Consider the development of the United States transportation network. The figures above show how far one could travel from New York City within a certain period of time. Between 1800 and 1830, the area of the U.S. that could be reached from New York within a week (shown in red) had greatly expanded. Why? Then look at the situation in 1857—you can practically see the extent of the rail network stretching to the Midwest, and the lack of rail in the west.
The national rail network—exemplified by the 1869 completion of the Transcontinental Railroad, launched through the efforts of Abraham Lincoln—connected the nation, making it possible to have more refined production processes that shipped components to each other. Agricultural and industrial goods could reach new areas, and the physical value of the land was transformed, by virtue of its greater degree of connection with the rest of the country. (And, via ports, the world.) People, too, could travel much more easily, forming a stronger cultural connection across the vast expanse.
These factors, combined, created an economic space capable of more than what was possible before the rail network (rather than more of what was already possible).
It is because we as a human species interact increasingly with the synthetic environment we have created, that we are less subject to the vagaries of nature. Per capita deaths due to extreme weather are an order of magnitude lower than they were a century ago. Is this because the weather improved? No, it’s because we built increased protection against flooding, structures able to withstand earthquakes, scientific infrastructure able to forecast extreme weather events, and transportation networks supporting safe evacuation when necessary.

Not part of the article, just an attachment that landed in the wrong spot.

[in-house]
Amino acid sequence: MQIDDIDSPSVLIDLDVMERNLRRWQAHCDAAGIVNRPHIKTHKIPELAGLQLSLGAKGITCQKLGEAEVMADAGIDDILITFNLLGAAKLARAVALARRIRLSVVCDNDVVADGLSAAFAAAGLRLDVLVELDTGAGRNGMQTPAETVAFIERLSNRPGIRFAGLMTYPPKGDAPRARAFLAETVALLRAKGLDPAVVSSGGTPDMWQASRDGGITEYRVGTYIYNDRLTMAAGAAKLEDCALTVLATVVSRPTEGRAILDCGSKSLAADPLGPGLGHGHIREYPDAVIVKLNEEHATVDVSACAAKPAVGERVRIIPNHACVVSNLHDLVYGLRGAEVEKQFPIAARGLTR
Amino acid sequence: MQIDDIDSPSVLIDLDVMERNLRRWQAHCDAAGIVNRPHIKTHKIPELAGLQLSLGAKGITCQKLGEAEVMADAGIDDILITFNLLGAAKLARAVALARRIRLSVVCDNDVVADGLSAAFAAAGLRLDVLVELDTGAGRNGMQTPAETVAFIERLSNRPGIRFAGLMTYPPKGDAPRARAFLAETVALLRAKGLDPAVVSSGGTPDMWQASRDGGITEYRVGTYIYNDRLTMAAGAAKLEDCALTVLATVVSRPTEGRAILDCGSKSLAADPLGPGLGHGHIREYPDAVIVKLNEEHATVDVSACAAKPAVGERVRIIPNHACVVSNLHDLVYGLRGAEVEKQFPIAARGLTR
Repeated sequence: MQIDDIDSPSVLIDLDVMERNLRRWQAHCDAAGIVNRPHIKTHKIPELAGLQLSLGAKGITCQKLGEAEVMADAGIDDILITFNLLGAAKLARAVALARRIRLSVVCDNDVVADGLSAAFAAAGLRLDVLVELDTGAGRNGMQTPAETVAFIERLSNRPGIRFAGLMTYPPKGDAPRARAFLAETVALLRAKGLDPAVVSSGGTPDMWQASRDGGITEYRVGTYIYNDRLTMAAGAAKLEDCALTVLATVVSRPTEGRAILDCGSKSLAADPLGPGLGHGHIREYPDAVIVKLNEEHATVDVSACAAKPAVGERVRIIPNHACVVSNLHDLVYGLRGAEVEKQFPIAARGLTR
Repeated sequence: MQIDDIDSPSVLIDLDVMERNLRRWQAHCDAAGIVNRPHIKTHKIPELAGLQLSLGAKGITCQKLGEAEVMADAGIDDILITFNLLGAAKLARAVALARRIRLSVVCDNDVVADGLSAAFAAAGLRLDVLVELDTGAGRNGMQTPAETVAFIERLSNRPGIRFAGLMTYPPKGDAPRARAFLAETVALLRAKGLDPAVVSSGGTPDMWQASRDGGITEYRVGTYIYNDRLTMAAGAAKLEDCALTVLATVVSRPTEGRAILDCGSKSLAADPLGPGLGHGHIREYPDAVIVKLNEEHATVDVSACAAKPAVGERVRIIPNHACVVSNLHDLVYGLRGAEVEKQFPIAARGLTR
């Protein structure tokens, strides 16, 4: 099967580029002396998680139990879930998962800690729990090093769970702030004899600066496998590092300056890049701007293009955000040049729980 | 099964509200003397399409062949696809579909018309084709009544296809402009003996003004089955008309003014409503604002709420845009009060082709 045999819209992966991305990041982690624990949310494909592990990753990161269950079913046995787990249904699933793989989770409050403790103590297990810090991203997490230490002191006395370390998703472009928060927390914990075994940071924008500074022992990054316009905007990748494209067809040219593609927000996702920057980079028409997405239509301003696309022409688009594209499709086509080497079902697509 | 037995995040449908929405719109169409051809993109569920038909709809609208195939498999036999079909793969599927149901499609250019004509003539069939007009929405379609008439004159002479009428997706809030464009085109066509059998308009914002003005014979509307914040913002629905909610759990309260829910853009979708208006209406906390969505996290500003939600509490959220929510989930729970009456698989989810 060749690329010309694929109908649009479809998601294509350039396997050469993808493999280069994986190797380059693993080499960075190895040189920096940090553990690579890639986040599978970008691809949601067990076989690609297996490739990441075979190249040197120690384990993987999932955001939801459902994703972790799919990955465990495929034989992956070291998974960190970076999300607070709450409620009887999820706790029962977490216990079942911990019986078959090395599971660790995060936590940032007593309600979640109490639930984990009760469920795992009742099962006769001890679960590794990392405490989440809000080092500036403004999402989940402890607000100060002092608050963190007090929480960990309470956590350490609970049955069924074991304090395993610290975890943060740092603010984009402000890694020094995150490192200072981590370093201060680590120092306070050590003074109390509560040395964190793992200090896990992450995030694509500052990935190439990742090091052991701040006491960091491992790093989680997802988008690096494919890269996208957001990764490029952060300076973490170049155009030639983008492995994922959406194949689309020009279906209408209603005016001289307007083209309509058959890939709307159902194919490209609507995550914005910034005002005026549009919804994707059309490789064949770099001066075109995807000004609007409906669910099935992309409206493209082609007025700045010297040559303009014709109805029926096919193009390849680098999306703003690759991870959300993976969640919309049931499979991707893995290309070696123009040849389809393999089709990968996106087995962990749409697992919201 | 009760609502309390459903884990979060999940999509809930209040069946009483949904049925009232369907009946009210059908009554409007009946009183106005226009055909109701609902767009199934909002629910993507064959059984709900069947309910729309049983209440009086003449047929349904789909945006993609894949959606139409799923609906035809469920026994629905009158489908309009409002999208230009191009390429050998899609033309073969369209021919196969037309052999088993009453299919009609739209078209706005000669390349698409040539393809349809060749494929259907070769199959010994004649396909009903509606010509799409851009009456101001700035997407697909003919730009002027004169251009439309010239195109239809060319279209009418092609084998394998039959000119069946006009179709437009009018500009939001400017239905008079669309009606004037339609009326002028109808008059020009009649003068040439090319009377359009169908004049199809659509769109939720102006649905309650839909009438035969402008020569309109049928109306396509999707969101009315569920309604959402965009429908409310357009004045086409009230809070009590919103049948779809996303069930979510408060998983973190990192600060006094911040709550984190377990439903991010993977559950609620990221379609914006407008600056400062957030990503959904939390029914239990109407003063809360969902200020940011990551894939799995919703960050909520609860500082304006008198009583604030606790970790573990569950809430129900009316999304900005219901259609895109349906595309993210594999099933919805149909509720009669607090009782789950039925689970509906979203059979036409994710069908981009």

Consider an example from biological evolution—warm-blooded animals are able to regulate their temperature, rather than limiting their habitat or activity to what the weather dictates. The technology of endothermy (being warm-blooded) allowed mammals to expand their potential habitat, by changing their relationship to their surroundings.
The economic, scientific (and cultural) platform unlocked by the upcoming development of controlled nuclear fusion, will bring about another step in our development of an improved human environment—in which water desalination at agricultural levels of output will make droughts a distant memory of early humanity, in which petroleum will be saved for use as a basic material, for plastics, for example.
The current use of petroleum as a fuel for combustion (rather than a material resource) will seem as quaint—and wasteful—to future generations, as burning wood for heating and cooking seems today.
The Unique Role of Infrastructure
Infrastructure plays a unique role in economics, and demands special consideration by governments. The fact that the benefits of infrastructure are indirect and often not monetizable means that there is no hope of salvation by the private sector (as through PPPs).
A long-term infrastructure capital investment program—like that achieved through Franklin Roosevelt’s use of the Reconstruction Finance Corporation, or Alexander Hamilton’s creation of the National Bank—must replace the looting of privatization and the inefficient piecemeal approach saddling us at present.